• Purpose: To evaluate the clinical application of a robust semiautomatic image segmentation method to determine the brain target volumes in radiation therapy treatment planning. Methods and Materials: A local robust region-based algorithm was used on MRI brain images to study the clinical target volume (CTV) of several patients. First, 3 oncologists delineated CTVs of 10 patients manually, and the process time for each patient was calculated. The averages of the oncologists’ contours were evaluated and considered as reference contours. Then, to determine the CTV through the semiautomatic method, a fourth oncologist who was blind to all manual contours selected 4-8more » points around the edema and defined the initial contour. The time to obtain the final contour was calculated again for each patient. Manual and semiautomatic segmentation were compared using 3 different metric criteria: Dice coefficient, Hausdorff distance, and mean absolute distance. A comparison also was performed between volumes obtained from semiautomatic and manual methods. Results: Manual delineation processing time of tumors for each patient was dependent on its size and complexity and had a mean (±SD) of 12.33 ± 2.47 minutes, whereas it was 3.254 ± 1.7507 minutes for the semiautomatic method. Means of Dice coefficient, Hausdorff distance, and mean absolute distance between manual contours were 0.84 ± 0.02, 2.05 ± 0.66 cm, and 0.78 ± 0.15 cm, and they were 0.82 ± 0.03, 1.91 ± 0.65 cm, and 0.7 ± 0.22 cm between manual and semiautomatic contours, respectively. Moreover, the mean volume ratio (=semiautomatic/manual) calculated for all samples was 0.87. Conclusions: Given the deformability of this method, the results showed reasonable accuracy and similarity to the results of manual contouring by the oncologists. This study shows that the localized region-based algorithms can have great ability in determining the CTV and can be appropriate alternatives for manual approaches in brain cancer.« less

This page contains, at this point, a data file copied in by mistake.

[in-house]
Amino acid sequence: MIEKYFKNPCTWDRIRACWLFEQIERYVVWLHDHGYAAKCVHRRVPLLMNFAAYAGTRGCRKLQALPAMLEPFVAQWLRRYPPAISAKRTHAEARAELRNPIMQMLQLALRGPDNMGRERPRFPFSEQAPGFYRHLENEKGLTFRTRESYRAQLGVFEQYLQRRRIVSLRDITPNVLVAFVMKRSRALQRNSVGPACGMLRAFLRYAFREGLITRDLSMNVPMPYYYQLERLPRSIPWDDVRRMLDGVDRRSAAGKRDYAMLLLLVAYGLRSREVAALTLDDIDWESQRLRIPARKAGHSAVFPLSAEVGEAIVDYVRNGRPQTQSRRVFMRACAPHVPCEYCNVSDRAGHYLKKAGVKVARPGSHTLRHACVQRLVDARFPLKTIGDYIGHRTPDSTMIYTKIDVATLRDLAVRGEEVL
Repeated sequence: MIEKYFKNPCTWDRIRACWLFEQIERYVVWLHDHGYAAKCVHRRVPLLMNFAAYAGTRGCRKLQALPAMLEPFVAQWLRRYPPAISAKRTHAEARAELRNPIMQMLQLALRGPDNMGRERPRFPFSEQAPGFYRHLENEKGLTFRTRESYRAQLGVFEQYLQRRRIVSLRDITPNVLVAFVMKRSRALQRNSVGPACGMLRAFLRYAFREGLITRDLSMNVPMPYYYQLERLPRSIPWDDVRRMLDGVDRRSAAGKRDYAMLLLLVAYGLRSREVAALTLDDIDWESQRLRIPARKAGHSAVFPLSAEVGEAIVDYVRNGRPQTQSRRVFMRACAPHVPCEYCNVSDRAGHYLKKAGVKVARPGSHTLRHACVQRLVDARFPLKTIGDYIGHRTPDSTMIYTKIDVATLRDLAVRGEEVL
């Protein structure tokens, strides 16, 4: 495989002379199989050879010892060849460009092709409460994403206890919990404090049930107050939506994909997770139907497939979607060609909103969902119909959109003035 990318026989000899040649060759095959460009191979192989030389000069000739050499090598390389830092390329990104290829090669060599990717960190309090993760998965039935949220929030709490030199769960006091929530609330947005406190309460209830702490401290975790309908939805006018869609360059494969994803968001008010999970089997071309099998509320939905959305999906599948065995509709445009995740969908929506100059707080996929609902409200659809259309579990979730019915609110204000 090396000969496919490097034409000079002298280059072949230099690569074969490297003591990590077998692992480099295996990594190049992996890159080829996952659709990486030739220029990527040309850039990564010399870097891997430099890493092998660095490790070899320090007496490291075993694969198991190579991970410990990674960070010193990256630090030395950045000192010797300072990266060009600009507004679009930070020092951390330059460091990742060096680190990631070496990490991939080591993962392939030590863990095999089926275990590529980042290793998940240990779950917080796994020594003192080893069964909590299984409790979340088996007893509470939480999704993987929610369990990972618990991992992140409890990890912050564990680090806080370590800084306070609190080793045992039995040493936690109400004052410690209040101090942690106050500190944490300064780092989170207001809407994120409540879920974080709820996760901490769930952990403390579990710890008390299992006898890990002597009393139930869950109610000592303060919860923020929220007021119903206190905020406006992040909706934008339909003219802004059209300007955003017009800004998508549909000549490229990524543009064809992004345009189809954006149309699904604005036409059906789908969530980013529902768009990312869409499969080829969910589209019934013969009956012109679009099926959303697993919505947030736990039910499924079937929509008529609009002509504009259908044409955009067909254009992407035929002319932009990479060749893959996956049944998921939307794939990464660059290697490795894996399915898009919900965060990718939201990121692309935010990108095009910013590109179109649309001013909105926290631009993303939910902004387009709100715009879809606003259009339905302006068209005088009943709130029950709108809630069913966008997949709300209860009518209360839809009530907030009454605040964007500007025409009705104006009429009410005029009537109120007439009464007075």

• Purpose: To study anatomic biologic contouring (ABC), using a previously described distinct halo, to unify volume contouring methods in treatment planning for head and neck cancers. Methods and Materials: Twenty-five patients with head and neck cancer at various sites were planned for radiation therapy using positron emission tomography/computed tomography (PET/CT). The ABC halo was used in all PET/CT scans to contour the gross tumor volume (GTV) edge. The CT-based GTV (GTV-CT) and PET/CT-based GTV (GTV-ABC) were contoured by two independent radiation oncologists. Results: The ABC halo was observed in all patients studied. The halo had a standard unit value ofmore » 2.19 {+-} 0.28. The mean halo thickness was 2.02 {+-} 0.21 mm. Significant volume modification ({>=}25%) was seen in 17 of 25 patients (68%) after implementation of GTV-ABC. Concordance among observers was increased with the use of the halo as a guide for GTV determination: 6 patients (24%) had a {<=}10% volume discrepancy with CT alone, compared with 22 (88%) with PET/CT (p < 0.001). Interobserver variability decreased from a mean GTV difference of 20.3 cm{sup 3} in CT-based planning to 7.2 cm{sup 3} in PET/CT-based planning (p < 0.001). Conclusions: Using the 'anatomic biologic halo' to contour GTV in PET/CT improves consistency among observers. The distinctive appearance of the described halo and its presence in all of the studied tumors make it attractive for GTV contouring in head and neck tumors. Additional studies are needed to confirm the correlation of the halo with presence of malignant cells.« less